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With the help of the organization and a teammate, Mike Zunino is ready for whatever 2016 brings

After a disastrous two seasons at the plate in which he hit .199 and .174, Mike Zunino is getting a fresh start under Scott Servais and Jerry Dipoto. (AP)

PEORIA, Ariz. – Mike Zunino finds himself in an unfamiliar situation this spring. He is in camp but not as the Mariners’ No. 1 catcher. His mindset remains the same as it has been in previous springs – that these are his pitchers, that this is his staff – but he knows there are two other catchers here and that the plan for him is different.

After two years of massive struggles at the plate, general manager Jerry Dipoto has declared this “the year of Mike Zunino” with the intent of doing what is right for the player, taking a step back and letting him get the work in the minor leagues that was missed when necessity and his glove rushed him to the big leagues.

It’s a tough step to take for any player who was “the guy,” but the process has been helped along with trust on both sides.

“I’ve had some great conversations with them and they have put a lot of trust in me,” Zunino said. “That’s a great thing. I’m willing to do whatever it takes to get better and take the next step in my career. I ultimately just want to help this team win and I’m willing to do that, I’m willing to listen to the great coaching staff we have and just sort of see what happens.

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“The biggest breath of fresh air was when they hired Servais and he came in and he called me maybe a week and a half after he got hired and he said, ‘Hey, look, we know what you went through. We know what happened. I just want you to come in and be yourself. Come in, play hard and be yourself and be that player you want to be.’ That was a weight lifted off my shoulders just because there were many situations where it felt like I wasn’t doing that and you lose who you are as a player and as a person and what you want to help the team do. For him saying that I was able to come in and just be myself, it’s a big weight lifted off your shoulders because there’s nothing more you can do besides being yourself and just working on your craft.”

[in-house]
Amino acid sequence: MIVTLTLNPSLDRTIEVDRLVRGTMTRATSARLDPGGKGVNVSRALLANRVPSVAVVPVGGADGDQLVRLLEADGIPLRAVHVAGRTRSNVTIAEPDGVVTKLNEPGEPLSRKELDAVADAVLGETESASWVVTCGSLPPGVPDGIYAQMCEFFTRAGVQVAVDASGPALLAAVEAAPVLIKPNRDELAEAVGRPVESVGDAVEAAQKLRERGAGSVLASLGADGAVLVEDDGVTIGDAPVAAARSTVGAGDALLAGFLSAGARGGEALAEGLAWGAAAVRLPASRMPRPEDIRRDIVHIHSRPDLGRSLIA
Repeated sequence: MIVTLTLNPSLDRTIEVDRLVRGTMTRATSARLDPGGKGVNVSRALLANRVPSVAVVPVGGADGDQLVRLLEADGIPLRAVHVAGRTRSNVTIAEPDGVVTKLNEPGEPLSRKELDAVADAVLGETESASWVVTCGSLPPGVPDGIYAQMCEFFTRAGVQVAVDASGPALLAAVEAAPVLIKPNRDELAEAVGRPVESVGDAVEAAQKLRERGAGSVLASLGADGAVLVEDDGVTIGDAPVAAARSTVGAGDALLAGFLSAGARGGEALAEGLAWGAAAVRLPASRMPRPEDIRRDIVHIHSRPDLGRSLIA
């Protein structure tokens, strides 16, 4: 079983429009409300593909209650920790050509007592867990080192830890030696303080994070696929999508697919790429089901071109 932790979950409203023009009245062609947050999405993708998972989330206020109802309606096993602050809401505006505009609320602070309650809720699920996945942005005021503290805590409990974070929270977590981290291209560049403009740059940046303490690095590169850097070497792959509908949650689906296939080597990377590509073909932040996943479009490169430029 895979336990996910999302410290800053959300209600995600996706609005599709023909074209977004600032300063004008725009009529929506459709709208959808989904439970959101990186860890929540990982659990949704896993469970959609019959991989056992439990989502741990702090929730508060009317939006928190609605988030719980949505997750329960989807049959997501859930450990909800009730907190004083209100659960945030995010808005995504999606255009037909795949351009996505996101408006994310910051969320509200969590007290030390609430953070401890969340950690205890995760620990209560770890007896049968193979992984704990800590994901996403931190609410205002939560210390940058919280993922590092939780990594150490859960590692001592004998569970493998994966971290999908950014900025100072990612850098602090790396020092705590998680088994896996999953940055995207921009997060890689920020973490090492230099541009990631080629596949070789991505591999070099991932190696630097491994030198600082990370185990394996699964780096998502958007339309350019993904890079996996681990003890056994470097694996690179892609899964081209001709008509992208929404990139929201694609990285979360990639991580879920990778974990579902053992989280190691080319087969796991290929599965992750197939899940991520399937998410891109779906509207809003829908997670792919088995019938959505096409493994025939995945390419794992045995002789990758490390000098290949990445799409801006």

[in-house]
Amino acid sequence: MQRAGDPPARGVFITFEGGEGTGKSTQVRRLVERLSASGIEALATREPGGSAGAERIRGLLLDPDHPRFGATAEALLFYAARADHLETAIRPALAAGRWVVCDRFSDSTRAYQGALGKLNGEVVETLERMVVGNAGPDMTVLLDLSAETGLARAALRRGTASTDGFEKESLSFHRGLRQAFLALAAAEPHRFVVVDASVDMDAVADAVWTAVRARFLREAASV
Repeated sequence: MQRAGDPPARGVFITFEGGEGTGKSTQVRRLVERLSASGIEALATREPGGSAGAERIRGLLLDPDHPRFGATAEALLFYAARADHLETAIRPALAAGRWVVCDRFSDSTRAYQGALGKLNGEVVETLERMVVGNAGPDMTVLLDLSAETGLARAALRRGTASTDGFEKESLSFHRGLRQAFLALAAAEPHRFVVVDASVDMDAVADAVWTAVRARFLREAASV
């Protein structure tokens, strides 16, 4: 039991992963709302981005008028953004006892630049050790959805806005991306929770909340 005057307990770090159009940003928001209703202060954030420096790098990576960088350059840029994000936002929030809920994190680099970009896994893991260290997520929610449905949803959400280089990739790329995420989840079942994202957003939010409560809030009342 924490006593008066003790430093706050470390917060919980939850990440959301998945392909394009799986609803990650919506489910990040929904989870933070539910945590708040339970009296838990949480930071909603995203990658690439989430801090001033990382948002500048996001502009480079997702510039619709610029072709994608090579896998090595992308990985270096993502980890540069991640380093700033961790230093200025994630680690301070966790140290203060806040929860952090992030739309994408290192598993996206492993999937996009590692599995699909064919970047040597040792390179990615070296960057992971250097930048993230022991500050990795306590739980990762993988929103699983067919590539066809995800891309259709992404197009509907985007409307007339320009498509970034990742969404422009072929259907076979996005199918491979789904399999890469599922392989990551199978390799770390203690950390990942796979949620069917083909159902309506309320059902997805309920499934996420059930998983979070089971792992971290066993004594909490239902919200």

Zunino is prepared to do so in Tacoma.

“Oh yeah, that’s a realistic fact that could happen,” he acknowledged. “If it does, that’s what it is and you have to take it for that. There’s no hard feelings about that. I know I can go down there and work on it and get better and it’s just something that I am to a point now where I know what got me here and that was helping the team win anyway I can and that’s sort of the mentality I want to carry over to this part and let everything else just happen.”

After two nightmarish years at the plate, Zunino realizes that this is an opportunity to take the time to get things right. For real, not just for show. It’s hard to imagine anyone putting on a braver, more confident face night after night seeing an average of under .200 on the board. While there were indications that he did let some of his frustrations out behind the scenes, Zunino never let his frustration show in a postgame media setting. He was all about team, all about his pitchers. That’s how it has to be if you are the catcher. It could not have been easy.

“I learned a lot of what not to do,” he said of the experience of trying to keep it together at the big-league level as his batting average continued to plummet. “But mostly I learned I had to trust myself. I tried to listen and please too many people and what they were trying to say and implement everything. I got away from what really got me there.”

There were suggestions coming Zunino’s way from multiple directions and to a young player, those suggestions often seem to be more than just a suggestion. Zunino wanted to please his coaches, and more importantly, help his team.

“I’d be in the cage at 4 o’clock trying to work on something and then hit BP and try to put it on some of the best pitchers in the game. It just wasn’t doing myself a favor,” he said.